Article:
For those readers who were lucky enough to get The Chauffeur Magazine from the very beginning in 2003, we’ve always raved about a very dark horse within the chauffeur industry.
In 2002, Volkswagen announced the Phaeton – a super luxury saloon which would take on the likes of Mercedes-Benz, BMW and Audi. First came the V6 petrol model, then eventually the long wheelbase V10 diesel broke cover, and at the time it was certainly competing with the aforementioned manufacturers.
However, clients didn’t want to be in the back and chauffeurs didn’t invest as the S-Class still had the edge. It was going to take a lot of work from VW to get chauffeurs behind the wheel and clients enjoying being in the back.
Twelve years ago, the chauffeur industry was completely different to what it is today. Almost all operators were S-Class focused, and making the move to a alternative manufacturer was a risky one. It was in this period other car makers started to take chauffeurs seriously after a lot of pressure from us as a magazine, they started to realise there could be serious bucks for the manufacturer who could crack the chauffeur industry.
The launch of the Phaeton came at a difficult time – why would chauffeurs buy it when it was in the same price bracket as a Mercedes, Jaguar or Audi and not as desirable?
Our first test Phaeton was a V10 5.0 diesel LWB – we drove it for nine months (should have been six months, but they forgot to pick it up) to find out what the newest kid on the block was all about. It soon became clear this was a serious car, luxury and ride was equivalent to a Flying Spur, acres of legroom in the back and more boot space than any of its competitors.
Soon, Mayors and CEO’s were buying the Phaeton as it was incredibly discreet, the unwashed general public would just see them being driven in a ‘normal’ VW and wouldn’t be any the wiser as to how much cash has been splashed by the council or business.
Since it’s launch, there’s been a number of updates to the Phaeton, mainly to the exterior. New lights, more economical V6 TDi engines and slight modifications to the dash, but I think this is exactly where the Phaeton has gone wrong!
Don’t get me wrong, it’s still a fantastic car, but suddenly, it’s been overtaken big time in terms of technology by its step brother, the Audi A8L. Putting the two side by side, you would feel as if you’ve stepped back in time when driving the Phaeton, which is a massive shame.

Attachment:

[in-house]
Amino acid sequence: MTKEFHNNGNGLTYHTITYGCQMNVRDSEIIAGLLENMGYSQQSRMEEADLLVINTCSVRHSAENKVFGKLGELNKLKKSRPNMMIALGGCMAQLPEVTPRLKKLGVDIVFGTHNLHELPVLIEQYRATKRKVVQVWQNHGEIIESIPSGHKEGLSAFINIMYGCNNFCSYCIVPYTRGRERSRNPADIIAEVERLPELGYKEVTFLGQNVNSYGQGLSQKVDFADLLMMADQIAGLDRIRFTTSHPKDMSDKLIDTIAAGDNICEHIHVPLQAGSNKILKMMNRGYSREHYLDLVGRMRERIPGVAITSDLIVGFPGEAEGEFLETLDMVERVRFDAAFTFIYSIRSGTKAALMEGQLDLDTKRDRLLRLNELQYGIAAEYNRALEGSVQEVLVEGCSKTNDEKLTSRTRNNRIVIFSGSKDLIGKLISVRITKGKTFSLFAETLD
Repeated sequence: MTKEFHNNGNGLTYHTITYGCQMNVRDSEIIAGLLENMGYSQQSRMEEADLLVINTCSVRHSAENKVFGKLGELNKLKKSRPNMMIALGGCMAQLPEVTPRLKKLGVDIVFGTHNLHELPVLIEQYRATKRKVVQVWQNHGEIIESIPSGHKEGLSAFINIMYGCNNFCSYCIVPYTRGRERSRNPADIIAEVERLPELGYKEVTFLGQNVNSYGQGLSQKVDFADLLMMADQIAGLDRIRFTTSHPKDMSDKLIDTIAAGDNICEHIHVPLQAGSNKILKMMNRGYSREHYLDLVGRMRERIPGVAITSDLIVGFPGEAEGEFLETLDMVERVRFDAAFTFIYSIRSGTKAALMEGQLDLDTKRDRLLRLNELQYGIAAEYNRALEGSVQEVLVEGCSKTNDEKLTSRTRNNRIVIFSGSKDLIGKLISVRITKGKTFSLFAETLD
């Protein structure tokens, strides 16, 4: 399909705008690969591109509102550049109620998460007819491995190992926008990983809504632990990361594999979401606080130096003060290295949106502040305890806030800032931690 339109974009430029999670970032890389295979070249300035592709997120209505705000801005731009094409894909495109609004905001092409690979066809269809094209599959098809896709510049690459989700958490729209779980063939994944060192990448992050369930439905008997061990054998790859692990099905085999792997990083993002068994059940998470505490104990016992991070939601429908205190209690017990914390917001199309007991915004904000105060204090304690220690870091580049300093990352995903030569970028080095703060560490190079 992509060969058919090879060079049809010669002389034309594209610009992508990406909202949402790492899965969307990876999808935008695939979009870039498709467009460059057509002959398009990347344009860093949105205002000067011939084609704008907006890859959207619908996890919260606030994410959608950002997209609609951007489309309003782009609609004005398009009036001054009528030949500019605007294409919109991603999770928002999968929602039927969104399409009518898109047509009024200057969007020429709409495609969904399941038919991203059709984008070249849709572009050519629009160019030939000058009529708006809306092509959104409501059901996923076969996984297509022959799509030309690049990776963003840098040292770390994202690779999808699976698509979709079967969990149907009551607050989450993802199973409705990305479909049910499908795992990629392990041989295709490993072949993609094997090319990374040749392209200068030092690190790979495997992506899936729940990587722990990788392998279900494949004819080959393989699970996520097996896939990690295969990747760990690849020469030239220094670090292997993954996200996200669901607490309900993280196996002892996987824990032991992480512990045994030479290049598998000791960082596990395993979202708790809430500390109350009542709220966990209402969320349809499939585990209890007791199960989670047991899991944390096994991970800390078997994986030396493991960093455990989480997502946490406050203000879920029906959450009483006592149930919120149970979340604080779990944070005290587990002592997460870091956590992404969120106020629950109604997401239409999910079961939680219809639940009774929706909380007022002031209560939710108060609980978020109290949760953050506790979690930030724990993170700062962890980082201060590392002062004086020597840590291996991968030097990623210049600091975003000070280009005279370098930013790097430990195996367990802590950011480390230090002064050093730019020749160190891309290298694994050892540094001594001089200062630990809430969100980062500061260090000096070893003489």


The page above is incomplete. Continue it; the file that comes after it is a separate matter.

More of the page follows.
If you had put the two together ten years ago, there was a fag paper between them. The A8 just wasn’t geared-up for the chauffeur back then, the long wheelbase was just extra leg space, rather than utilising the space with luxuries for the client as it does now.
April 2014, a Phaeton LWB arrives on my driveway from Volkswagen – it’s the same as it was a decade ago! A goudy, almost orange wood dash faced me and in the back, a bench seat with no recline, massage, heat, just lumbar settings – and with a price tag of £65,000.
Driving it is just as good as it always was, the drivers seat has more settings than you could imagine and the ride is incredibly smooth – probably the best it can get. However, the problems start again when you discover an outdated 6-speed gearbox which at motorway speeds, only returns 34mpg. Ten years ago – great! Today, that’s an issue when an A8 returns almost 50mpg.
So, what’s the future of the Phaeton? With UK sales last year of only 107, you would understand if VW pulled the plug on it. However, there are rumours online as to a new Phaeton, but VW tell us there is nothing official, and if a new model was to be launched it certainly wouldn’t be until 2016.
If this was to happen, it still would’t be plain sailing for the Phaeton as the market has become far more demanding and competitive in recent years.